Animal models of depression and anxiety: What do they tell us about human condition?

I. D. Neumann, G. Wegener, J. R. Homberg, H. Cohen, D. A. Slattery, J. Zohar, J. D.A. Olivier, A. Mathé*

*Corresponding author for this work

Research output: Contribution to journalShort surveypeer-review


While modern neurobiology methods are necessary they are not sufficient to elucidate etiology and pathophysiology of affective disorders and develop new treatments. Achievement of these goals is contingent on applying cutting edge methods on appropriate disease models. In this review, the authors present four rodent models with good face-, construct-, and predictive-validity: the Flinders Sensitive rat line (FSL); the genetically "anxious" High Anxiety-like Behavior (HAB) line; the serotonin transporter knockout 5-HTT -/- rat and mouse lines; and the post-traumatic stress disorder (PTSD) model induced by exposure to predator scent, that they have employed to investigate the nature of depression and anxiety.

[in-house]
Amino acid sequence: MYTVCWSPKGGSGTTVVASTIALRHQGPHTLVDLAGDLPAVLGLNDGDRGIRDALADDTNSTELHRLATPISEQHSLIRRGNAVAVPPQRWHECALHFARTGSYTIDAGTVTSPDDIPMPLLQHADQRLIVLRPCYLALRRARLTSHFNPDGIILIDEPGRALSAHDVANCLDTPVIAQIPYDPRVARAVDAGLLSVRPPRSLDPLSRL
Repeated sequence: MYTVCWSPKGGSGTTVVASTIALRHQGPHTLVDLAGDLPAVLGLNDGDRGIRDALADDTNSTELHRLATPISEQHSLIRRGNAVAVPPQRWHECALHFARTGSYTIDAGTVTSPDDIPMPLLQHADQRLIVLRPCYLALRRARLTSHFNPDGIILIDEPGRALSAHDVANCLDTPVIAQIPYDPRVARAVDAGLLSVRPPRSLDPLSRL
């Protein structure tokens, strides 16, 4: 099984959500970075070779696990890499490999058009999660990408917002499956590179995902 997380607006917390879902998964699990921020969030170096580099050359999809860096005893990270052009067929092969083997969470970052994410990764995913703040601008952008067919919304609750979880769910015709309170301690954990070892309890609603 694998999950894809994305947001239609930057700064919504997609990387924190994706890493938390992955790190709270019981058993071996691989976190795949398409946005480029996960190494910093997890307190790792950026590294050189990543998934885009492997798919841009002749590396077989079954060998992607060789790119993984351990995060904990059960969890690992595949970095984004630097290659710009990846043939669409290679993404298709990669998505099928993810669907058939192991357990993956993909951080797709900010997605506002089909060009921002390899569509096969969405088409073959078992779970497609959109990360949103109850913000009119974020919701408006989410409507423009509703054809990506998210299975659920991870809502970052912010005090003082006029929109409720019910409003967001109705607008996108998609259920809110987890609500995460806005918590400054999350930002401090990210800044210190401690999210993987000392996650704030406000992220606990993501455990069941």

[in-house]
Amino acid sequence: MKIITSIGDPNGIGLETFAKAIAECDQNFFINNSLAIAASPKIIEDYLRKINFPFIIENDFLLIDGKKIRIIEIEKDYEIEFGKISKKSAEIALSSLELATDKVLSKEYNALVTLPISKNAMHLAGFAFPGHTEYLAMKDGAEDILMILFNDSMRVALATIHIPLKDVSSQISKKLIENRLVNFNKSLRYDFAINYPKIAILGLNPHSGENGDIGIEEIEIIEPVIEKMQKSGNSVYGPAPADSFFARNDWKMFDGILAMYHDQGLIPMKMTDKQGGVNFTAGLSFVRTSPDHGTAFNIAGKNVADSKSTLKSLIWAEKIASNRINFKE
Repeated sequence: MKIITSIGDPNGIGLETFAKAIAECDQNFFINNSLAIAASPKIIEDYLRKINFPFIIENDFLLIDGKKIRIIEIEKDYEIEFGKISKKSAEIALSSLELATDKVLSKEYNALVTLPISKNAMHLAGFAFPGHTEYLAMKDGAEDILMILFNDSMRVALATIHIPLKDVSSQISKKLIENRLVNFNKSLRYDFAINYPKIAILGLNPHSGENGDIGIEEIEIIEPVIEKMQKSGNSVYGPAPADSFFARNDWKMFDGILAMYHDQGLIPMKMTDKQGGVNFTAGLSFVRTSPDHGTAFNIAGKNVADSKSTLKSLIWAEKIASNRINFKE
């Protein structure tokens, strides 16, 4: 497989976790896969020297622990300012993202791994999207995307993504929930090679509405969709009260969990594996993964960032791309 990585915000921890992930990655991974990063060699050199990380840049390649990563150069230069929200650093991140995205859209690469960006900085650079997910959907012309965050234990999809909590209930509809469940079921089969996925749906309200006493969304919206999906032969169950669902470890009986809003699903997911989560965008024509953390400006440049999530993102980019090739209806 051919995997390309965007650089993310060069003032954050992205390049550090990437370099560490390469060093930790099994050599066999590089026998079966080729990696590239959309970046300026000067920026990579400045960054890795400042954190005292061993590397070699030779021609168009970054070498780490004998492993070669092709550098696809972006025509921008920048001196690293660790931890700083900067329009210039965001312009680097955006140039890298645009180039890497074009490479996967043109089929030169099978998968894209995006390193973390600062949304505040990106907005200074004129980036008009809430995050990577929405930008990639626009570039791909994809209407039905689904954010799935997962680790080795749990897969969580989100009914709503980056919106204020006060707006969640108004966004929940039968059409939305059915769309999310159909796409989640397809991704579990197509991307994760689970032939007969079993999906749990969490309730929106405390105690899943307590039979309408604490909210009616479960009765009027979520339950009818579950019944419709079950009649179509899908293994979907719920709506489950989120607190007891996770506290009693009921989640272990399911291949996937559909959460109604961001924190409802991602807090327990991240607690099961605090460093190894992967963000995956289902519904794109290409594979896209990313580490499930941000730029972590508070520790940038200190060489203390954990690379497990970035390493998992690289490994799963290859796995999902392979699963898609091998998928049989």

Original languageEnglish
Pages (from-to)1357-1375
Number of pages19
JournalProgress in Neuro-Psychopharmacology and Biological Psychiatry
Issue number6
StatePublished - 1 Aug 2011


  • Animal models
  • Anxiety
  • Depression
  • PTSD
  • Translational


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